“No one wants to silence detransitioners.”
For everyone’s sake, let’s assume that this is true. I think most people are well-intentioned. I assume no one reading this is Evil Incarnate.
I transitioned because I genuinely believed that being born in the wrong body was a Real Thing. In order to believe that transitioning is an appropriate, medically-justifiable treatment for a medical condition, you must believe that a person can be born in the wrong body. Otherwise, it’s just cosmetic surgery and while I don’t mind what other people do with their bodies, I want my body to be as natural as possible, as long as it’s healthy. It took 9 years of internal debate (on top of a lifetime of “what-if”), but I finally managed to game my own brain into believing this was A Thing. And that I had it.
At times, even during transition, I felt like I’d been hit with some black magic.
“How incredible that we can be born into the wrong body. How amazing- and horrible- it is that a man can be born in female form. How strange- absurd- and what are the odds that this should happen to me? Of all the rotten luck…”
I detransitioned because that core belief was shattered. If I still believed that someone could be born in the wrong body, then I would feel obligated to take Testosterone, because that’s Me As A Person. I brush my teeth twice a day. When I had surgery, I followed the post-op care recommendations to the letter. If I thought transitioning was best for my health, I’d keep at it, even though injections and routine blood drawings are a real drag.
If I want to discuss my experience, to really get into the icky-sticky feelings and thoughts I had while going there-and-back-again, it’s really not possible to avoid talking about how I changed my mind and what that means. “It wasn’t right for me,” doesn’t cover it. That works for some things, but we’re talking about the #1 recommended treatment for this condition. No, wait, the “ONLY” treatment that works. At all. I wouldn’t stop a course of antibiotics halfway through because it “just wasn’t right for me.”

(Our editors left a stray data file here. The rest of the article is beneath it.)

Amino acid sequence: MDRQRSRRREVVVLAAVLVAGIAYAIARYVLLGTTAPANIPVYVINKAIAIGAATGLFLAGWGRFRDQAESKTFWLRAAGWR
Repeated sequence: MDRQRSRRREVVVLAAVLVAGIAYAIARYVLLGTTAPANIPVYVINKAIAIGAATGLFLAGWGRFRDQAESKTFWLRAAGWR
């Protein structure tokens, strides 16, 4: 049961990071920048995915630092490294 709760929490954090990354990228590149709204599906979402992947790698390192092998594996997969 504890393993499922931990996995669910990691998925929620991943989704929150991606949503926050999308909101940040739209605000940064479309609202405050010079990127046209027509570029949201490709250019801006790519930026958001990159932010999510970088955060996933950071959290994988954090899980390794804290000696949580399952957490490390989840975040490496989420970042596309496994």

But you have to believe in transition in order for it to work.
Having once believed in the benefits of transition as a cure for dysphoria, I felt horribly sorry for de- and non-transitioners. How masochistic, I thought, forcing yourself to live with dysphoria for the sake of being normal. Internalized Transphobia. How sad. It might have been their decision to make, but I still felt bad for them. I wanted to help them.
This is not entirely unlike how I feel now, although I am more interested in word-vomiting into the void and seeing what resonates with someone else. I have no particularly desperate investment in strangers’ transitions and I certainly don’t care to Ban All Transition Surgery, any more than I care about banning all nose jobs.
Want is the key word here. No one’s goal is SILENCE THE DETRANS HERETICS! It’s just that simplifying the whole deal to “just not right for them” and chalking up any additional complexity as “bad for trans people” happens to do just that. Regardless of what people want.